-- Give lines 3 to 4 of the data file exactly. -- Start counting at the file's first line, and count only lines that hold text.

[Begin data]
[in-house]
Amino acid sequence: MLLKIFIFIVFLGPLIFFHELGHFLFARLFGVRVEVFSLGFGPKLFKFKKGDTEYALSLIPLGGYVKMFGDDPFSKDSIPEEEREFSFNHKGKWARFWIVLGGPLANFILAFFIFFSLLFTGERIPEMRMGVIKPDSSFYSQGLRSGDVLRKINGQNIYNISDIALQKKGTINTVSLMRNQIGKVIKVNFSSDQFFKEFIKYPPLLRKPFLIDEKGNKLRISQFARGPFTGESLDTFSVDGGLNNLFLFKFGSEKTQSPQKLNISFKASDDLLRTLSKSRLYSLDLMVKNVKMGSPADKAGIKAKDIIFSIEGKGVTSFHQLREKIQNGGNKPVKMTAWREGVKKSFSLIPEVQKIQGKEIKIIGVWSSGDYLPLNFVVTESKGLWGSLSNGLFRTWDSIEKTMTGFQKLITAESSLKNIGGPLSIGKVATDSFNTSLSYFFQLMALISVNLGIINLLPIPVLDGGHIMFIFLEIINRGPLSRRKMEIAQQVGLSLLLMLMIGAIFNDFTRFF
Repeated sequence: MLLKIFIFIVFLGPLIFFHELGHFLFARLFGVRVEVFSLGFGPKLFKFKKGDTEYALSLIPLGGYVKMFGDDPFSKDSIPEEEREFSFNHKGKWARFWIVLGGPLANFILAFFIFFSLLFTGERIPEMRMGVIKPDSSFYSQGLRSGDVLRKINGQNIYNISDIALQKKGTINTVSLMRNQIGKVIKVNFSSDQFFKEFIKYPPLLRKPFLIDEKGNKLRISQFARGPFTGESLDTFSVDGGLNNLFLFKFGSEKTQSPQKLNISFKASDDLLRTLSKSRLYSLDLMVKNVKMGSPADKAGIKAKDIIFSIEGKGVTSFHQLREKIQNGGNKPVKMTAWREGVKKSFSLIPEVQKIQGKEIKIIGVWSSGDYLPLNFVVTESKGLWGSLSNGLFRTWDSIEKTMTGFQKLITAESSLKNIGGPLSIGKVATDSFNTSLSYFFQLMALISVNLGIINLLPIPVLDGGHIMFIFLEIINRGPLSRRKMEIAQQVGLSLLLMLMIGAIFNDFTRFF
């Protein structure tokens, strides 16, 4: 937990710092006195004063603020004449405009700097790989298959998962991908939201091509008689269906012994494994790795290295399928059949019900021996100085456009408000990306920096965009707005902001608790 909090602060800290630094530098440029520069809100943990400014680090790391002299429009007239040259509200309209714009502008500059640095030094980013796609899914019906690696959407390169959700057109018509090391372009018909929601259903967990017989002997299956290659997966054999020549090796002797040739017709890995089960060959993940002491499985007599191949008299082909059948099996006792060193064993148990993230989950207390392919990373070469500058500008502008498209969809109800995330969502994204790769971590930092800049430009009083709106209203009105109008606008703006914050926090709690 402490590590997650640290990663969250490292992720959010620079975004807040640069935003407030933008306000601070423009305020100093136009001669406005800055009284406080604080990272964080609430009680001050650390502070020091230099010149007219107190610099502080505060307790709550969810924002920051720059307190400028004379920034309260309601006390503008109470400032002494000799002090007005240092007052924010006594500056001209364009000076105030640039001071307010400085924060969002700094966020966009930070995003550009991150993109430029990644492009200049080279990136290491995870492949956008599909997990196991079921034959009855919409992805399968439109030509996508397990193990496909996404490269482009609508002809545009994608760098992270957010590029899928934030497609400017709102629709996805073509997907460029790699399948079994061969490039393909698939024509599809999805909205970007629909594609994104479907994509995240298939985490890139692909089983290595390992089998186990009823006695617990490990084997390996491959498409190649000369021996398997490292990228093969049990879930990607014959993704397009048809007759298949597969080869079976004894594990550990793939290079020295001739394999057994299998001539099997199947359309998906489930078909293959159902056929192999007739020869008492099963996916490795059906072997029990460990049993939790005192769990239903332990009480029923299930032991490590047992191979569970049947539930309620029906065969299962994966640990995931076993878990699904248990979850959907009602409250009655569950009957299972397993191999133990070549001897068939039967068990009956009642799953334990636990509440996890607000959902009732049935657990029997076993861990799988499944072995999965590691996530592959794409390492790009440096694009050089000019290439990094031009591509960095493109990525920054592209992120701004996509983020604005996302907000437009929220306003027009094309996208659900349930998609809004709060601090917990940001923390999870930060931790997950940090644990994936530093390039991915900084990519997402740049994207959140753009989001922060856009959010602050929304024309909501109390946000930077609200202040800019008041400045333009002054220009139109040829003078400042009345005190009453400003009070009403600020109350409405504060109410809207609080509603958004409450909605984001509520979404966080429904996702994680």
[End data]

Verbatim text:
Repeated sequence: MLLKIFIFIVFLGPLIFFHELGHFLFARLFGVRVEVFSLGFGPKLFKFKKGDTEYALSLIPLGGYVKMFGDDPFSKDSIPEEEREFSFNHKGKWARFWIVLGGPLANFILAFFIFFSLLFTGERIPEMRMGVIKPDSSFYSQGLRSGDVLRKINGQNIYNISDIALQKKGTINTVSLMRNQIGKVIKVNFSSDQFFKEFIKYPPLLRKPFLIDEKGNKLRISQFARGPFTGESLDTFSVDGGLNNLFLFKFGSEKTQSPQKLNISFKASDDLLRTLSKSRLYSLDLMVKNVKMGSPADKAGIKAKDIIFSIEGKGVTSFHQLREKIQNGGNKPVKMTAWREGVKKSFSLIPEVQKIQGKEIKIIGVWSSGDYLPLNFVVTESKGLWGSLSNGLFRTWDSIEKTMTGFQKLITAESSLKNIGGPLSIGKVATDSFNTSLSYFFQLMALISVNLGIINLLPIPVLDGGHIMFIFLEIINRGPLSRRKMEIAQQVGLSLLLMLMIGAIFNDFTRFF
């Protein structure tokens, strides 16, 4: 937990710092006195004063603020004449405009700097790989298959998962991908939201091509008689269906012994494994790795290295399928059949019900021996100085456009408000990306920096965009707005902001608790 909090602060800290630094530098440029520069809100943990400014680090790391002299429009007239040259509200309209714009502008500059640095030094980013796609899914019906690696959407390169959700057109018509090391372009018909929601259903967990017989002997299956290659997966054999020549090796002797040739017709890995089960060959993940002491499985007599191949008299082909059948099996006792060193064993148990993230989950207390392919990373070469500058500008502008498209969809109800995330969502994204790769971590930092800049430009009083709106209203009105109008606008703006914050926090709690 402490590590997650640290990663969250490292992720959010620079975004807040640069935003407030933008306000601070423009305020100093136009001669406005800055009284406080604080990272964080609430009680001050650390502070020091230099010149007219107190610099502080505060307790709550969810924002920051720059307190400028004379920034309260309601006390503008109470400032002494000799002090007005240092007052924010006594500056001209364009000076105030640039001071307010400085924060969002700094966020966009930070995003550009991150993109430029990644492009200049080279990136290491995870492949956008599909997990196991079921034959009855919409992805399968439109030509996508397990193990496909996404490269482009609508002809545009994608760098992270957010590029899928934030497609400017709102629709996805073509997907460029790699399948079994061969490039393909698939024509599809999805909205970007629909594609994104479907994509995240298939985490890139692909089983290595390992089998186990009823006695617990490990084997390996491959498409190649000369021996398997490292990228093969049990879930990607014959993704397009048809007759298949597969080869079976004894594990550990793939290079020295001739394999057994299998001539099997199947359309998906489930078909293959159902056929192999007739020869008492099963996916490795059906072997029990460990049993939790005192769990239903332990009480029923299930032991490590047992191979569970049947539930309620029906065969299962994966640990995931076993878990699904248990979850959907009602409250009655569950009957299972397993191999133990070549001897068939039967068990009956009642799953334990636990509440996890607000959902009732049935657990029997076993861990799988499944072995999965590691996530592959794409390492790009440096694009050089000019290439990094031009591509960095493109990525920054592209992120701004996509983020604005996302907000437009929220306003027009094309996208659900349930998609809004709060601090917990940001923390999870930060931790997950940090644990994936530093390039991915900084990519997402740049994207959140753009989001922060856009959010602050929304024309909501109390946000930077609200202040800019008041400045333009002054220009139109040829003078400042009345005190009453400003009070009403600020109350409405504060109410809207609080509603958004409450909605984001509520979404966080429904996702994680």